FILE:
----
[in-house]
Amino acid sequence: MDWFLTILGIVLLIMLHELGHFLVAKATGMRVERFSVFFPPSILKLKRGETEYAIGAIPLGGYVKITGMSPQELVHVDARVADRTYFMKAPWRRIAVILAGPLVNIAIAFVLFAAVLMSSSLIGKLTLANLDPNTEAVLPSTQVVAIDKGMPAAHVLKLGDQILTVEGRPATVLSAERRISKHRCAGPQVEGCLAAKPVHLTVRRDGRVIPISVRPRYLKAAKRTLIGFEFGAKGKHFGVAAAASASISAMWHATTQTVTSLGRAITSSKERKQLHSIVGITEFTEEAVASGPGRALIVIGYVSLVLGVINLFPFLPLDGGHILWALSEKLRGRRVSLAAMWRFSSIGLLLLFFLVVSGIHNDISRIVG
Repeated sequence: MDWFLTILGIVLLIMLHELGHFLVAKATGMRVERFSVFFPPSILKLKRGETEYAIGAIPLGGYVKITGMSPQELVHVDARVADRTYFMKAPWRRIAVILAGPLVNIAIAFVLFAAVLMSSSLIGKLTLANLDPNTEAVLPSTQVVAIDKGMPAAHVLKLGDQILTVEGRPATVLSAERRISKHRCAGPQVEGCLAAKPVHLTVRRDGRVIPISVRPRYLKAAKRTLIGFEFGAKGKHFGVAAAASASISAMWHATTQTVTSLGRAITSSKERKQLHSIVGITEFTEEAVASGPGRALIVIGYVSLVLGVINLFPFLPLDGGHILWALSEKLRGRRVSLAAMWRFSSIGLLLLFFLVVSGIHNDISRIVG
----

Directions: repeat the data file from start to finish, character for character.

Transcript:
[in-house]
Amino acid sequence: MDWFLTILGIVLLIMLHELGHFLVAKATGMRVERFSVFFPPSILKLKRGETEYAIGAIPLGGYVKITGMSPQELVHVDARVADRTYFMKAPWRRIAVILAGPLVNIAIAFVLFAAVLMSSSLIGKLTLANLDPNTEAVLPSTQVVAIDKGMPAAHVLKLGDQILTVEGRPATVLSAERRISKHRCAGPQVEGCLAAKPVHLTVRRDGRVIPISVRPRYLKAAKRTLIGFEFGAKGKHFGVAAAASASISAMWHATTQTVTSLGRAITSSKERKQLHSIVGITEFTEEAVASGPGRALIVIGYVSLVLGVINLFPFLPLDGGHILWALSEKLRGRRVSLAAMWRFSSIGLLLLFFLVVSGIHNDISRIVG
Repeated sequence: MDWFLTILGIVLLIMLHELGHFLVAKATGMRVERFSVFFPPSILKLKRGETEYAIGAIPLGGYVKITGMSPQELVHVDARVADRTYFMKAPWRRIAVILAGPLVNIAIAFVLFAAVLMSSSLIGKLTLANLDPNTEAVLPSTQVVAIDKGMPAAHVLKLGDQILTVEGRPATVLSAERRISKHRCAGPQVEGCLAAKPVHLTVRRDGRVIPISVRPRYLKAAKRTLIGFEFGAKGKHFGVAAAASASISAMWHATTQTVTSLGRAITSSKERKQLHSIVGITEFTEEAVASGPGRALIVIGYVSLVLGVINLFPFLPLDGGHILWALSEKLRGRRVSLAAMWRFSSIGLLLLFFLVVSGIHNDISRIVG